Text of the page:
My Top 3 Business Mistakes Made, Lessons Learned: Call Me “Human”.

We all make mistakes…everyday. Every hour it seems sometimes. You may have spoken to an employee in a harsh tone or put the dishwasher on the wrong setting. It could be ANYTHING but the point is…we all make mistakes. And you know what they call a person that makes mistakes? Human. You know what they call business owners that make mistakes? Entrepreneurs. It’s a part of life both personal and as a business. It’s not important that we have made the mistakes, but it’s vitally important that we LEARN from those mistakes. You know what the definition of “insanity” is; try not to do that.

This blog is designed to share with you the top (3) mistakes I have made since 2010 when I first opened my firm. Some of you will nod your head in appreciation and sympathy yet some of you may wonder about my train of thought at the time and scratch your head. I GUARANTEE….if you are doing anything innovative and progressive in your business, you will have these “wonder and scratch” moments yourself. It’s a learning process that I am actually thankful to have been apart of because it makes me better as a business owner. So here it goes:

1. I made the MISTAKE of failing to recognize, appreciate and pursue a consistent market. What does that mean? Simply put, in the beginning I focused on small business owners. Not even small business owners but “micro”, mom and pop-type businesses. Unfortunately, while these people need access to legal services, they are not the market that has consistent cash flow in order to be able to afford the boutique and specialized services that KLP provides. I started to focus on “established” and larger business markets.

2. I made the MISTAKE of not realizing the actual cost of hiring an employee. There are hundreds of taxes it seems and an endless array of regulations and rules. Even hiring 1 employee requires endless paperwork and education on the issue that I was not prepared for in the beginning. In theory, the process to employ people should be seamless and easy but I soon discovered that it was not only NOT easy, but expensive. I had to change to a TRUE independent contractor model to save time and money.

3. I made the MISTAKE of not setting aside time for strategic planning and client development. The old adage “If you build it, they will come” could not be further from the truth when operating a business. Even if you are the BEST in the business, people are not clairvoyant. You have to set aside time on a regular, consistent basis to plan long term and short term for the direction you want to take your company. Now, I set aside Fridays for 4 hours to plan for the next week and next quarter of my business to make sure I hit my goals. It’s well worth the time.

Discussion Question: Now that I have shared with you the MISTAKES I have made, what are some of your mistakes and what did you learn (what are you doing differently now?). Don’t be shy. Mistakes just prove to me that you are actually doing something and not standing still.

Best Professional Regards,

Dar’shun N. Kendrick, Esq./M.B.A.

For the Firm

3035 Stone Mountain Street, #630, Lithonia, GA 30058 * (678) 739-8109

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10 responses to “My Top 3 Business Mistakes Made, Lessons Learned: Call Me “Human”.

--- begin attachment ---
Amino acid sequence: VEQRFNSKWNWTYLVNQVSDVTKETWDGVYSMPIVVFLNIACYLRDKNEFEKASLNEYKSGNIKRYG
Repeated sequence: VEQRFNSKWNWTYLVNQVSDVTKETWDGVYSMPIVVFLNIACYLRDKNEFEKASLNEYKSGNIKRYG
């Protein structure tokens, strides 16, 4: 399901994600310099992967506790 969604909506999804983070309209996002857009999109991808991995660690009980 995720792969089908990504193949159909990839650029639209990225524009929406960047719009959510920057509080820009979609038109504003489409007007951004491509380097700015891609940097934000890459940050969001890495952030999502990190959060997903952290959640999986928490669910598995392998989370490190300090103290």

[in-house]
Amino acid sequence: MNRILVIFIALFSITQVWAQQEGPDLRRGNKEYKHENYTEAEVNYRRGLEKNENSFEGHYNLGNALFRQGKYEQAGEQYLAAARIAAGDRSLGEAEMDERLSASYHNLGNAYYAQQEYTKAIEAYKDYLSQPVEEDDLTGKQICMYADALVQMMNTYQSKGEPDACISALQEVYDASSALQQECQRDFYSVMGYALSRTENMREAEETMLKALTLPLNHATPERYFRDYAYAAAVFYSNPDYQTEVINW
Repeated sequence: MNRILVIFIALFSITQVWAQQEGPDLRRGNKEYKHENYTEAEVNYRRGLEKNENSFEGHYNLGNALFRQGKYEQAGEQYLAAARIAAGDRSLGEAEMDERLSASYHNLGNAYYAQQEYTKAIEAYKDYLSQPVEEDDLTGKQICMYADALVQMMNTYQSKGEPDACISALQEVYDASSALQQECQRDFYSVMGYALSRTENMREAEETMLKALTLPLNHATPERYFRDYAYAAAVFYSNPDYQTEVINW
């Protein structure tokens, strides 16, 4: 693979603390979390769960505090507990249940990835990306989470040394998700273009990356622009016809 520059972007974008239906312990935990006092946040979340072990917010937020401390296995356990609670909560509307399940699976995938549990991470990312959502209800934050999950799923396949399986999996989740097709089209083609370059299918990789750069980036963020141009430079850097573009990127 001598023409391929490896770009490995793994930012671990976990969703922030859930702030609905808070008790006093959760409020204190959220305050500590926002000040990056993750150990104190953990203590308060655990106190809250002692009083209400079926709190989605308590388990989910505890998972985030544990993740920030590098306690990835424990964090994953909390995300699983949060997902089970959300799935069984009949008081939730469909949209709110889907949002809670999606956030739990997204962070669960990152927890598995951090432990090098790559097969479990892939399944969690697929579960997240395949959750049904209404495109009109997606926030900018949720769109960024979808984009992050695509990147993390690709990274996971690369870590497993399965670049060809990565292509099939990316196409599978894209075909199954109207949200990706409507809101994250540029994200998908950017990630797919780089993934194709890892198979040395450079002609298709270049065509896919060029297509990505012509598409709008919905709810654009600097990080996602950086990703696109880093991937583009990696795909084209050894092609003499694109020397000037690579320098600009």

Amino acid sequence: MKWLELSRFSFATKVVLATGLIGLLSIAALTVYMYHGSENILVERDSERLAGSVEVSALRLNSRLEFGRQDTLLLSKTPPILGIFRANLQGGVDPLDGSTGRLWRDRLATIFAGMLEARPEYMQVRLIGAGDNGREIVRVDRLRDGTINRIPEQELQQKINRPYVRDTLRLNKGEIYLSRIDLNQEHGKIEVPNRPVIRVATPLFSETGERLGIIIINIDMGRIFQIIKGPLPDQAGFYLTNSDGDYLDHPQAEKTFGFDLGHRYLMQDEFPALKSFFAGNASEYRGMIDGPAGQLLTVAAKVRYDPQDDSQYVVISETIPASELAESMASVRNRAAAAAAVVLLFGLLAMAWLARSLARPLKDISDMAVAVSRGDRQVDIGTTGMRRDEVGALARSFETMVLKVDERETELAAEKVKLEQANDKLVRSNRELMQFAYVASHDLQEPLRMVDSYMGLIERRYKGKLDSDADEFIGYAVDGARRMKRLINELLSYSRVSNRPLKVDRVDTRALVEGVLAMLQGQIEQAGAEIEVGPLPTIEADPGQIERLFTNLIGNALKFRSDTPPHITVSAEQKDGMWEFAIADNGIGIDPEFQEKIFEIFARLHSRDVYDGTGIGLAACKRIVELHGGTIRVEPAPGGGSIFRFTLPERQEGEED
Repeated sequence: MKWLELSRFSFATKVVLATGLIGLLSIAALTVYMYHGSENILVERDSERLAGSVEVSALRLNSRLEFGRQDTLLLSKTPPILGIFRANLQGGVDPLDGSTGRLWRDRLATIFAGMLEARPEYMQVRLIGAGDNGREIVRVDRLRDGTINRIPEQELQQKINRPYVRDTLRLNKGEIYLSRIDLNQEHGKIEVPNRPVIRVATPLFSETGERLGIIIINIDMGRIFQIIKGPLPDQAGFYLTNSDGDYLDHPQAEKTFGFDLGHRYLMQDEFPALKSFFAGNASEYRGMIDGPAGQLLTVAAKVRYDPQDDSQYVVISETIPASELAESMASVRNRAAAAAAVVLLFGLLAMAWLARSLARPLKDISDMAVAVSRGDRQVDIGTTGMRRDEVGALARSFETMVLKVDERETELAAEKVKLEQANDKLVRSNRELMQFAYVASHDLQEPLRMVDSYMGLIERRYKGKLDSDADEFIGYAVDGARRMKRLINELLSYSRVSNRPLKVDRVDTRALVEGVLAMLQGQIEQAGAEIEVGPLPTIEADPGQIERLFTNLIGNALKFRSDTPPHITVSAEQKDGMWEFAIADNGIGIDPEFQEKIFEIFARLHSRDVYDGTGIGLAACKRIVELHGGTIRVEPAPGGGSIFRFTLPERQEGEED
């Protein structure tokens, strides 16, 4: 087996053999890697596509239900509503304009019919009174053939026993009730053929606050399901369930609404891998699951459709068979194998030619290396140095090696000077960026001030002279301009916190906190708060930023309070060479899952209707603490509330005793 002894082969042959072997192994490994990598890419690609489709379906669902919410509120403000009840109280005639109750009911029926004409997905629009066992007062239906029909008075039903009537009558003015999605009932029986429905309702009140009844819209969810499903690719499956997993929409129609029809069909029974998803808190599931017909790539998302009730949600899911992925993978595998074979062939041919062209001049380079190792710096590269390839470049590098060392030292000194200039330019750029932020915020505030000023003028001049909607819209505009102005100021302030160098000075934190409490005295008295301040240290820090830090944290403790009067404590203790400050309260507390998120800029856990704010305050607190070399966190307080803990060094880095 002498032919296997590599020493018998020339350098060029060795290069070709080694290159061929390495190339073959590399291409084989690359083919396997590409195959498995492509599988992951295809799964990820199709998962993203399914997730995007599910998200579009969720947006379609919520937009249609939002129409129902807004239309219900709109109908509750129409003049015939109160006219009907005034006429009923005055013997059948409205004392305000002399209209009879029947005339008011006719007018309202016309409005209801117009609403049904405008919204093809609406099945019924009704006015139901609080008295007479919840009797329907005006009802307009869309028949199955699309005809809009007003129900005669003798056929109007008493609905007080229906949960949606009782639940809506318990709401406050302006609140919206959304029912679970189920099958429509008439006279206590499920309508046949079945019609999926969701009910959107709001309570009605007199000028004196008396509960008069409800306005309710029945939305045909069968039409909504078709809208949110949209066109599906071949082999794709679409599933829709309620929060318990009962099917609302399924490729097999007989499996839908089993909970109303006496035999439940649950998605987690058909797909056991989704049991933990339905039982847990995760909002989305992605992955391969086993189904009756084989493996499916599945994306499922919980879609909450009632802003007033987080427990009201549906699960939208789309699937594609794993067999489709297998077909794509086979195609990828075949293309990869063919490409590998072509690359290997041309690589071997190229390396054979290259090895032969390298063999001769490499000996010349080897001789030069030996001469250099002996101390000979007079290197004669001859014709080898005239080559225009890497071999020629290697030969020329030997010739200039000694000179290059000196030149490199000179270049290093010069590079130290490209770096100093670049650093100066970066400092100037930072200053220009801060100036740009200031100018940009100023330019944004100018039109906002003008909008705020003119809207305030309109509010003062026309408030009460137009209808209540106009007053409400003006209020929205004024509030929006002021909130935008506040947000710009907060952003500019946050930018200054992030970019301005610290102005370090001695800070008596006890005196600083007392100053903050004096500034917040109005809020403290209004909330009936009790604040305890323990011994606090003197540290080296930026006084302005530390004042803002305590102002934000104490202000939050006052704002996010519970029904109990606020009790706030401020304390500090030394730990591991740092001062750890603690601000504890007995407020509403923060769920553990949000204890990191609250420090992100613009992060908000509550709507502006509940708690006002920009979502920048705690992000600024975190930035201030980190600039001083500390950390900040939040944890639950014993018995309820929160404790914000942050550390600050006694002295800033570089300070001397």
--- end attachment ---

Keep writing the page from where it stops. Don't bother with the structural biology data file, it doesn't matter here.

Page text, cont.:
1. All of the mistakes I made when I started my business 12 years ago can be traced to one source – not hiring a qualified business coach. A business coach can see costly mistakes a mile away and help you head it off at the pass.

    • I agree Jackie Kiadii, I worked with a business coach and had 2 mentors before starting and they really helped with the transition from employee to entrepreneur.

      • Thanks for the comments everyone. Yes—mentorship is very important. As a young lawyer, I think I learned faster than older attorneys about the “business of law” because of good people I could call and ask questions.

    • Coaching is so important. I have a law degree AND MBA and I still need coaching. Its hard to critique oneself. Thanks for being the first to respond.

  2. My mistake was not spending enough time on my brand/image that I wanted to be recognized for. When you’re clear about your brand/image, it helps to stay focused on your target audience.

  3. Dar’shun, thanks for sharing your experience, building a business today is so much easier because of professionals like you who take the time to share valuable experience and insight. Thanks!!

  4. This is a great post that so many of us can identify with. My mistake was diving right in, and not starting out with a real plan first. Your mistake number 3 resonates with me, as that was my biggest mistake. I didn’t set aside specific time to plan. I was pretty much winging it, and as a consequence I didn’t lay the foundation that would have saved me from wasting time and money. I now understand that no matter how busy I get, I must commit time every week for short term and long term planning and review. I actually look forward to my weekly planning meetings now!

  5. In hindsight, my mistake was trying to start and operate a business on a shoestring. I began my business on the assumption that my customers would steadily increase and planned for that, but I did not plan for a sharp drop in demand due to the economy. Sure, when the paying market for services dropped, my business didn’t have far to fall, but I realize that proper capitalization for a startup and planning for tough times is key to business longevity.

    • You’re not alone Kemya. Many business owners fall into the trap of “running” a business and not “planning” for business. We all make them. Lesson learned. Thanks for commenting!

    • Yes Unfortunately businesses have to PLAN for everything. Expect the best, plan for the worst. That’s the business creed. Thanks for sharing.

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